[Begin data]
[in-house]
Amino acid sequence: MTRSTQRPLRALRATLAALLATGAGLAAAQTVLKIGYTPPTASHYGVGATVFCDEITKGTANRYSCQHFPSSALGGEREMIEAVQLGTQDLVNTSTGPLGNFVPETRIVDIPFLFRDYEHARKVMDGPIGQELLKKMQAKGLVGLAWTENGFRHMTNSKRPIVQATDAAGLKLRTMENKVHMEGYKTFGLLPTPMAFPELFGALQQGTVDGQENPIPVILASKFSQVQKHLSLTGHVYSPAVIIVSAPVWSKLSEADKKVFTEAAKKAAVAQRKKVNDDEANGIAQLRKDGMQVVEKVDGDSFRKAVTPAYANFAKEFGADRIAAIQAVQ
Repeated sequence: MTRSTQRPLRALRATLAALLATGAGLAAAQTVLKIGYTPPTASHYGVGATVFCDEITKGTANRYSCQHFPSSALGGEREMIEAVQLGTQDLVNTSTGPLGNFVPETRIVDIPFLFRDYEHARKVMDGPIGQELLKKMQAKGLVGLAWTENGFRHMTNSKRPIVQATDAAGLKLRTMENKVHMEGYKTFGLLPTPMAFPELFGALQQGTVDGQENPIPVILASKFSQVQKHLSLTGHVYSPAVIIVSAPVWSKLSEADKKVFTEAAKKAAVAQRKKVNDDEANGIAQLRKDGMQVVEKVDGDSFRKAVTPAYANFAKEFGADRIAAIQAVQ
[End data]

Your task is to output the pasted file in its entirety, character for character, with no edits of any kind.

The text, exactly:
[in-house]
Amino acid sequence: MTRSTQRPLRALRATLAALLATGAGLAAAQTVLKIGYTPPTASHYGVGATVFCDEITKGTANRYSCQHFPSSALGGEREMIEAVQLGTQDLVNTSTGPLGNFVPETRIVDIPFLFRDYEHARKVMDGPIGQELLKKMQAKGLVGLAWTENGFRHMTNSKRPIVQATDAAGLKLRTMENKVHMEGYKTFGLLPTPMAFPELFGALQQGTVDGQENPIPVILASKFSQVQKHLSLTGHVYSPAVIIVSAPVWSKLSEADKKVFTEAAKKAAVAQRKKVNDDEANGIAQLRKDGMQVVEKVDGDSFRKAVTPAYANFAKEFGADRIAAIQAVQ
Repeated sequence: MTRSTQRPLRALRATLAALLATGAGLAAAQTVLKIGYTPPTASHYGVGATVFCDEITKGTANRYSCQHFPSSALGGEREMIEAVQLGTQDLVNTSTGPLGNFVPETRIVDIPFLFRDYEHARKVMDGPIGQELLKKMQAKGLVGLAWTENGFRHMTNSKRPIVQATDAAGLKLRTMENKVHMEGYKTFGLLPTPMAFPELFGALQQGTVDGQENPIPVILASKFSQVQKHLSLTGHVYSPAVIIVSAPVWSKLSEADKKVFTEAAKKAAVAQRKKVNDDEANGIAQLRKDGMQVVEKVDGDSFRKAVTPAYANFAKEFGADRIAAIQAVQ